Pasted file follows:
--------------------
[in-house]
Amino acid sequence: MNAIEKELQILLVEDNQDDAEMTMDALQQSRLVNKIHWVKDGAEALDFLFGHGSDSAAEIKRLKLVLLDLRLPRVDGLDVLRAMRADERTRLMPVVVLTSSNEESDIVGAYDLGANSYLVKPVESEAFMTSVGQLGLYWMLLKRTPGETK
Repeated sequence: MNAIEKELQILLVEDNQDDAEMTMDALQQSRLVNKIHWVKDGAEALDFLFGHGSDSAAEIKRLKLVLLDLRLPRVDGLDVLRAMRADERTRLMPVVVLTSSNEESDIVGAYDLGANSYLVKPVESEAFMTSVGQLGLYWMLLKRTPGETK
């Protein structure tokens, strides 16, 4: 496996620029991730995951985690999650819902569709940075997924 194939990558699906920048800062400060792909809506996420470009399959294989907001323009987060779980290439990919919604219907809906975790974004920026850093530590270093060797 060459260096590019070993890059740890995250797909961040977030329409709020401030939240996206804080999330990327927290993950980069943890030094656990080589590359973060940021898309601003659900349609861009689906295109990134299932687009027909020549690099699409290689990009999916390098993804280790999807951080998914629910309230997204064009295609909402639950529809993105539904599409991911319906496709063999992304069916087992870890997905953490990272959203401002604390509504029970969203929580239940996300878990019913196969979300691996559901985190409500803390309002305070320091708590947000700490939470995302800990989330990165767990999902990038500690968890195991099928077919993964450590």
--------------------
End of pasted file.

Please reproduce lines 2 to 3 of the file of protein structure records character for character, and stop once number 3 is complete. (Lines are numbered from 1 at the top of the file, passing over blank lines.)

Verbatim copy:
Amino acid sequence: MNAIEKELQILLVEDNQDDAEMTMDALQQSRLVNKIHWVKDGAEALDFLFGHGSDSAAEIKRLKLVLLDLRLPRVDGLDVLRAMRADERTRLMPVVVLTSSNEESDIVGAYDLGANSYLVKPVESEAFMTSVGQLGLYWMLLKRTPGETK
Repeated sequence: MNAIEKELQILLVEDNQDDAEMTMDALQQSRLVNKIHWVKDGAEALDFLFGHGSDSAAEIKRLKLVLLDLRLPRVDGLDVLRAMRADERTRLMPVVVLTSSNEESDIVGAYDLGANSYLVKPVESEAFMTSVGQLGLYWMLLKRTPGETK